The Centre for Applied Legal Studies and Afrika Ikalafe have joined in a historic partnership to advance rural democracy and to train traditional leaders.
The Centre for Applied Legal Studies, University of the Witwatersrand and Afrika Ikalafe Pluriversity have already begun work on this project. Its aim is to train traditional leaders on the existing constitutional framework, and use traditional courts to develop research on how to make the justice system work for indigenous communities.
Director of Centre for Applied Legal Studies, Professor Tshepo Madlingozi, and the director of Afrika Ikalafe Pluriversity, Dr Mmatshilo Motsei, signed a memorandum of understanding on behalf of the institutions last month.
The Centre for Applied Legal Studies and Afrika Ikalafe are undertaking a project to advance scholarship on rural democracy in the context of the Constitution and the on-the-ground experiences of rural communities.
“Our ultimate aim is to contribute towards making the existing legislative framework faithful to the ever-evolving cultural practices of African people,” the Centre for Applied Legal Studies said.
The project will be conducted in four phases. In the first phase, which begins in June, the Centre for Applied Legal Studies and Afrika Ikalafe will conduct training with traditional court staff on subjects ranging from accountability to the authority of traditional councils and courts.
It will also include issues around traditional ownership and communal land.
In addition, the parties will be piloting a training programme with the traditional council of the village of Kgomo-Kgomo, in Hammanskraal, on the effectiveness of traditional courts and the powers of traditional councils.
In phase two, the project moves on to searching for indigenous legal solutions essential for building an African legal system that works for African people.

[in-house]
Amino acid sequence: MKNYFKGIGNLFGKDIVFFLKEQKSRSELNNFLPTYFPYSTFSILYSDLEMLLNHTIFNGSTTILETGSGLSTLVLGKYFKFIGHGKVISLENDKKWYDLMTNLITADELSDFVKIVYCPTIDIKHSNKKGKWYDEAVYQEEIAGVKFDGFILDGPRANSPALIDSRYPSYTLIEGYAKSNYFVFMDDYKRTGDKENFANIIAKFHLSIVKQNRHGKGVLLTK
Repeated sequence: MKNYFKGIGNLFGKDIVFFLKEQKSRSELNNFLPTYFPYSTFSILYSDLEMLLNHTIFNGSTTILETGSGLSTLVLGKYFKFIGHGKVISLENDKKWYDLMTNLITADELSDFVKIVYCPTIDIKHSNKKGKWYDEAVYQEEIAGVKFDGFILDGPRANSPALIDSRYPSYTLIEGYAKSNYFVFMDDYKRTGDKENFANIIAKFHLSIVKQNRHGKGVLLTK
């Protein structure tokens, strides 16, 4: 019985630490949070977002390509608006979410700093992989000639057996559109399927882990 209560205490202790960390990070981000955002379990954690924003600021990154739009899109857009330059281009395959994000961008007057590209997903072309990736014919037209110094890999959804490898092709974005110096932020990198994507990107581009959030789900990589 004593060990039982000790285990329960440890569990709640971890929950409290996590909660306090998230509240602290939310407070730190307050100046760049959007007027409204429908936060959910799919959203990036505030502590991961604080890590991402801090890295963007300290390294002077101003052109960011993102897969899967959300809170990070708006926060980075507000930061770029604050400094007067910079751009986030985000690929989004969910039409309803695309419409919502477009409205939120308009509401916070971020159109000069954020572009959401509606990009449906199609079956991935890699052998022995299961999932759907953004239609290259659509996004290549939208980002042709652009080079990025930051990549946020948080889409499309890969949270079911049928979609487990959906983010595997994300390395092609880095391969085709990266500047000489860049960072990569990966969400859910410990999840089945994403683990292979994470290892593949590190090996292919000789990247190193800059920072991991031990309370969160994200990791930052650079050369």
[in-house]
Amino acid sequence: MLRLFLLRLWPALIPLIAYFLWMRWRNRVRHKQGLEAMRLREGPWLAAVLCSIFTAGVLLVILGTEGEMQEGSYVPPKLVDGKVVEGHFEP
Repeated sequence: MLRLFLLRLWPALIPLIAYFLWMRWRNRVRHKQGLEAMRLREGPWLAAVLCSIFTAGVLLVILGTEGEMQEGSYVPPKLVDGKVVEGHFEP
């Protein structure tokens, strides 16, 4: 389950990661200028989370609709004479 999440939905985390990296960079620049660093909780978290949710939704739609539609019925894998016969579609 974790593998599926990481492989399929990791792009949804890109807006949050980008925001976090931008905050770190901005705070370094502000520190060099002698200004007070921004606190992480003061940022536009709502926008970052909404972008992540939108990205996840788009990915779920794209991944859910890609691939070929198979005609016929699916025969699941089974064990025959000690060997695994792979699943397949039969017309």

The Centre for Applied Legal Studies said interviews would be conducted with people living in rural communities, traditional leaders and various experts to unpack legal pluralism and what it means for rural democracy.
In phase three of the project, the parties plan to host a national conference on indigenous knowledge systems and rural democracy in South Africa.
The final phase will involve the development of a short course accredited by Wits University on indigenous knowledge systems and rural democracy.
“South Africa has entered a volatile period in so far as upholding good governance and noble leadership. Looking through the physical, mental, cultural and spiritual lens, it has become clear that we may soon experience an irreversible state of decay,” Motsei said.
She referenced the Setswana proverb “Kgosi ke kgosi ka morafe” (a king/leader is a leader through their followers), saying communities had deferred their power to leaders.
“In the process, followers have abdicated their capacity to lead. Civic engagement and rural governance is therefore not foreign to pre-colonial Africa. Using underlying Indigenous philosophies and values like letsema (people coming together for a common purpose), rural communities engaged in co-operative economics and philosophies that ensured that the outcomes of their actions benefit the greatest number of people,” Motsei said.
“In this project, we retrace our steps by engaging with leaders and followers in three villages in search of means of reviving the society from inside out, as well as bottom up.”
Madlingozi said the Centre for Applied Legal Studies believed that advancing rural democracy to cater for those who had a dual identity and belonging was essential to the missions of the two institutions.
Madlingozi added that this is part of the Centre for Applied Legal Studies’ strategic objective to contribute to a society where historical justice is achieved and state institutions are strengthened.
“We understand that there is no democracy without strengthening the state and traditional leadership. Through this project, we hope to revive and strengthen traditional leadership,”Madlingozi said.
The Centre for Applied Legal Studies is a civil society organisation based at the School of Law at the University of the Witwatersrand in Johannesburg. Their vision is a society where historical and social justice is achieved, state institutions are strengthened and oppressive systems are dismantled.
Afrika Ikalafe Pluriversity is a centre for land-based healing, learning, and living which aims to build an African consciousness that provides fertile ground for healing individuals and building self-reliant sustainable communities in Africa.
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